Rozmyslowicz v The Minister for Justice Equality and Defence

JurisdictionIreland
CourtSupreme Court
JudgeClarke C.J.,Dunne J.,O'Malley J.
Judgment Date28 March 2019
Neutral Citation[2019] IESCDET 73
Date28 March 2019

[2019] IESCDET 73

THE SUPREME COURT

DETERMINATION

Clarke C.J.

Dunne J.

O'Malley J.

BETWEEN
JUDYTA ROZMYSLOWICZ
PLAINTIFF
AND
THE MINISTER FOR JUSTICE EQUALITY AND DEFENCE
IRELAND

AND

THE ATTORNEY GENERAL

AND

THE COMMISSIONER OF AN GARDA SIOCHANA
DEFENDANTS
APPLICATION FOR LEAVE TO APPEAL TO WHICH ARTICLE 34.5.3° OF THE CONSTITUTION APPLIES
RESULT: The Court does not grant leave to the Applicant to appeal to this Court from the Court of Appeal
REASONS GIVEN:
ORDER SOUGHT TO BE APPEALED
COURT: Court of Appeal
DATE OF JUDGMENT OR RULING: 17th August, 2018
DATE OF ORDER: 1st October, 2018
DATE OF PERFECTION OF ORDER: 30th October, 2018
THE APPLICATION FOR LEAVE TO APPEAL WAS MADE ON 27th November, 2018 AND WAS IN TIME.
General Considerations
1

1. The general principles applied by this Court in determining whether to grant or refuse leave to appeal having regard to the criteria incorporated into the Constitution as a result of the 33rd Amendment have now been considered in a large number of determinations and are fully addressed in both a determination issued by a panel consisting of all of the members of this Court in B.S. v Director of Public Prosecutions [2017] IESCDET 134 and in a unanimous judgment of a full Court delivered by O'Donnell J. in Price Waterhouse Coopers (A Firm) v Quinn Insurance Ltd. (Under Administration) [2017] IESC 73. The additional criteria required to be met in order that a so-called “leapfrog appeal” direct from the High Court to this Court can be permitted were addressed by a full panel of the Court in Wansboro v Director of Public Prosecutions (2017) IESCDET 115. Accordingly it is unnecessary to revisit the new constitutional architecture for the purpose of this determination.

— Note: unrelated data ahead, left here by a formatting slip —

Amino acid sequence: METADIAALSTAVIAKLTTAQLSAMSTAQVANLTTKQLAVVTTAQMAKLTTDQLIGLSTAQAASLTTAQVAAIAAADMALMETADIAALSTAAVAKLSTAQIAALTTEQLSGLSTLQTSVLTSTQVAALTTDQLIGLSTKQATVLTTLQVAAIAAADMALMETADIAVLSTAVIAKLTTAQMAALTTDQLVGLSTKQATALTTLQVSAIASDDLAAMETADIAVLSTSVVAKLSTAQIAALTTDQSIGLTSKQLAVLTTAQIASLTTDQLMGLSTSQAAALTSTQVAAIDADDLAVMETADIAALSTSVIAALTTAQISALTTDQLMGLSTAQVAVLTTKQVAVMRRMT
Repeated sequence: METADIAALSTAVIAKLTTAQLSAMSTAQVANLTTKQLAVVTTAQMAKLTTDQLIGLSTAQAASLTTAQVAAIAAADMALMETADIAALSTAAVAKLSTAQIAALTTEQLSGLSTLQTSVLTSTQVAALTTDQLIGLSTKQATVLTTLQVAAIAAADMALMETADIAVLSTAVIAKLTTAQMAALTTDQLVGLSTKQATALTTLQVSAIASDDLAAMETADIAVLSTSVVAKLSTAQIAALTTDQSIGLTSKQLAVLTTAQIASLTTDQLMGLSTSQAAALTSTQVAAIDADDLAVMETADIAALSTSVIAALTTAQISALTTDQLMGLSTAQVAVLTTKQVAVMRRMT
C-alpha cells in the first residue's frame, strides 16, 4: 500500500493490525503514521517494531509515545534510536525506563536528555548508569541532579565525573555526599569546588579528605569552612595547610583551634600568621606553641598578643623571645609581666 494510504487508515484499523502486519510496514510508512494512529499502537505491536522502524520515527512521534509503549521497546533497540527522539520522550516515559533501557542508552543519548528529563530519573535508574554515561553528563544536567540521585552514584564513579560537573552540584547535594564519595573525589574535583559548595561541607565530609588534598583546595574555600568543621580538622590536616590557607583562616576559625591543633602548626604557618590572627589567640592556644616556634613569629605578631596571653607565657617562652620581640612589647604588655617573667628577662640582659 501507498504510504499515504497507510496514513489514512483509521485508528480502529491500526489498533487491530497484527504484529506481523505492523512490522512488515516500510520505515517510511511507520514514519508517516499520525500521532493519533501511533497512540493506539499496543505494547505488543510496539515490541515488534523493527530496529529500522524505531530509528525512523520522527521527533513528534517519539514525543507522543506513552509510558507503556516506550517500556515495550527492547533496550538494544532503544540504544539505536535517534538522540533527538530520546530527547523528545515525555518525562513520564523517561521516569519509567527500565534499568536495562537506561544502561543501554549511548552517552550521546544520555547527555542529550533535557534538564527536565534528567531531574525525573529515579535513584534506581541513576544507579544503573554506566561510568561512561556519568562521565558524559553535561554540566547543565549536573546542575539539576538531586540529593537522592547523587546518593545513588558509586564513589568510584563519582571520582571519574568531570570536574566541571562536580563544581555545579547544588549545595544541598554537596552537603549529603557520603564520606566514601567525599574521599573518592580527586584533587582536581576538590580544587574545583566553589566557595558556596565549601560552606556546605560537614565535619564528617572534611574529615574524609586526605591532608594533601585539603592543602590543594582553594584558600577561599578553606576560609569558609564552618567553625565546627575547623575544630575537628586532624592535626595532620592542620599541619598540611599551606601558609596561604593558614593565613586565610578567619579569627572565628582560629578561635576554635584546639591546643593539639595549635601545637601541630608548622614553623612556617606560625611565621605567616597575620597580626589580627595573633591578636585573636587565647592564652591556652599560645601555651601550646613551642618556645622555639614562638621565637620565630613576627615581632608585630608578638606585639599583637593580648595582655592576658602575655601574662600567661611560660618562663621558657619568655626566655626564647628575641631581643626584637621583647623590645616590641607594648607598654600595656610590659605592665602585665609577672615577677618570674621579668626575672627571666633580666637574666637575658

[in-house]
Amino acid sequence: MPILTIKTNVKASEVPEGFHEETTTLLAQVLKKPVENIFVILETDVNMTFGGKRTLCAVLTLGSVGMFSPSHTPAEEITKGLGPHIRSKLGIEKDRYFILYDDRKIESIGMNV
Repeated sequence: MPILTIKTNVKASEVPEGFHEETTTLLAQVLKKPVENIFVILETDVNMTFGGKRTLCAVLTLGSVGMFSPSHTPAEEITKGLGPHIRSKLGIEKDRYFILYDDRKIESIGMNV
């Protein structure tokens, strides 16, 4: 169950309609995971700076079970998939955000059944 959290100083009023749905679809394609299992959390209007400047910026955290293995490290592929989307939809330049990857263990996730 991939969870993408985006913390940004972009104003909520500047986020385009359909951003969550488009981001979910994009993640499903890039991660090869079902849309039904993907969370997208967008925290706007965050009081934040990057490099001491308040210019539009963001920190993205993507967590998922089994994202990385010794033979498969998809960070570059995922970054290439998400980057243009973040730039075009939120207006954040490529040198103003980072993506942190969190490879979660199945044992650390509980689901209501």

2

The application for leave filed, and the respondent's notice thereto, are published along with this determination (subject only to any redaction required by law) and it is therefore unnecessary to set out the position of the parties in detail.

3

This application by the defendants arises from an action for damages for assault and breach of constitutional rights. While the action was dismissed in the High Court (Fullam J., unrep., 13th April, 2016) the Court of Appeal allowed the plaintiff's appeal and ordered that the matter be remitted to the High Court for the assessment of damages. The defendants seek leave to appeal against that decision. The judgment may be found at [2018] IECA 289.

Background
4

The incident giving rise to the proceedings occurred when a number of gardaí entered the plaintiff's home without her consent, in a manner occasioning her a degree of injury. It is common case that there was in existence at the time a warrant for the arrest of the plaintiff's partner. The plaintiff told the gardaí that her partner was not there and, as it transpired, he was not in the house. As the gardaí did not have the warrant with them, the lawfulness of their actions depended upon the applicability of s.6(1) of the Criminal Law Act 1997. That subsection provides that for the purpose of arresting a person in respect of whom there is a warrant, a garda may enter and search any premises, including a dwelling, where the person is or where the garda ‘with reasonable cause’ suspects them to be.

The High Court
5

The evidence adduced in the case is extensively described in the judgments of the trial judge and Court of Appeal and it is not necessary to summarise it in any great detail here. For present purposes the main point to note in respect of the plaintiff's evidence is that the cross-examination appears to have concentrated on the reasonableness or otherwise of her own actions, and the exact extent of her injury. However, it was not suggested to her that there was any serious factual dispute on either the essentials of her account of what had happened at the house – that the gardaí thought they had seen a ‘movement’ at an upstairs window and did not believe her statement that it was her dog; that there had been a forcible entry; that she had been physically restrained; and that an injury had been caused to her by the gardai pushing in the door.

6

At the close of the plaintiff's case the defence applied for, but did not obtain, a direction or non-suit. The defence went into evidence, calling two of the gardaí involved in the incident. It seems clear that they agreed with the proposition that the information in their possession did not, as of the time of their arrival at the house, amount to sufficient grounds for suspicion to confer a lawful power to enter without consent. However, they gave evidence that was materially in conflict with that of the plaintiff, including a number of key matters that had never been put to her. The most significant of these were that one of the...

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